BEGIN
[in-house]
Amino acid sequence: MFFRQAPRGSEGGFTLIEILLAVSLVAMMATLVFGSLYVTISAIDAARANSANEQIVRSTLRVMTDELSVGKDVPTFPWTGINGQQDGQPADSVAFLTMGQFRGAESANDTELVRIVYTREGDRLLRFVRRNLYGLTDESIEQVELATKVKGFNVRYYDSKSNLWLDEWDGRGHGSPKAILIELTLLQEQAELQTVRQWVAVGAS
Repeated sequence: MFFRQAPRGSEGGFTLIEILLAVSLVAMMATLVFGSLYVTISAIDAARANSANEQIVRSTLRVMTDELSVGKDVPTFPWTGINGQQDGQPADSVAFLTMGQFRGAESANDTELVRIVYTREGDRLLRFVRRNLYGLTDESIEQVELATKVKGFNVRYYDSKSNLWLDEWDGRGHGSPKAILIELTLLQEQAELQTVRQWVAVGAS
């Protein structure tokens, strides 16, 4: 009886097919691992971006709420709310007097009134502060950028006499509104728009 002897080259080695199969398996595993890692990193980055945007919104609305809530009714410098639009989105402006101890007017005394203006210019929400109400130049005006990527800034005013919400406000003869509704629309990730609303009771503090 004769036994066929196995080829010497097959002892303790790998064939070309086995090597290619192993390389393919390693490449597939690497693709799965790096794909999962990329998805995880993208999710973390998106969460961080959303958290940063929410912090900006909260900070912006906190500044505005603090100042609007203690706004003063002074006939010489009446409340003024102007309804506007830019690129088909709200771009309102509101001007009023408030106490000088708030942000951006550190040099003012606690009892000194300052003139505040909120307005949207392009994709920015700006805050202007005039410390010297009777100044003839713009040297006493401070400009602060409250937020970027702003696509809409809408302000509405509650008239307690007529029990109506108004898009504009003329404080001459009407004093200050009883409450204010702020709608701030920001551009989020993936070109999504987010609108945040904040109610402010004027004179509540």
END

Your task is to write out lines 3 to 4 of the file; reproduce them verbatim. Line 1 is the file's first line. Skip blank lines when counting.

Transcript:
Repeated sequence: MFFRQAPRGSEGGFTLIEILLAVSLVAMMATLVFGSLYVTISAIDAARANSANEQIVRSTLRVMTDELSVGKDVPTFPWTGINGQQDGQPADSVAFLTMGQFRGAESANDTELVRIVYTREGDRLLRFVRRNLYGLTDESIEQVELATKVKGFNVRYYDSKSNLWLDEWDGRGHGSPKAILIELTLLQEQAELQTVRQWVAVGAS
């Protein structure tokens, strides 16, 4: 009886097919691992971006709420709310007097009134502060950028006499509104728009 002897080259080695199969398996595993890692990193980055945007919104609305809530009714410098639009989105402006101890007017005394203006210019929400109400130049005006990527800034005013919400406000003869509704629309990730609303009771503090 004769036994066929196995080829010497097959002892303790790998064939070309086995090597290619192993390389393919390693490449597939690497693709799965790096794909999962990329998805995880993208999710973390998106969460961080959303958290940063929410912090900006909260900070912006906190500044505005603090100042609007203690706004003063002074006939010489009446409340003024102007309804506007830019690129088909709200771009309102509101001007009023408030106490000088708030942000951006550190040099003012606690009892000194300052003139505040909120307005949207392009994709920015700006805050202007005039410390010297009777100044003839713009040297006493401070400009602060409250937020970027702003696509809409809408302000509405509650008239307690007529029990109506108004898009504009003329404080001459009407004093200050009883409450204010702020709608701030920001551009989020993936070109999504987010609108945040904040109610402010004027004179509540």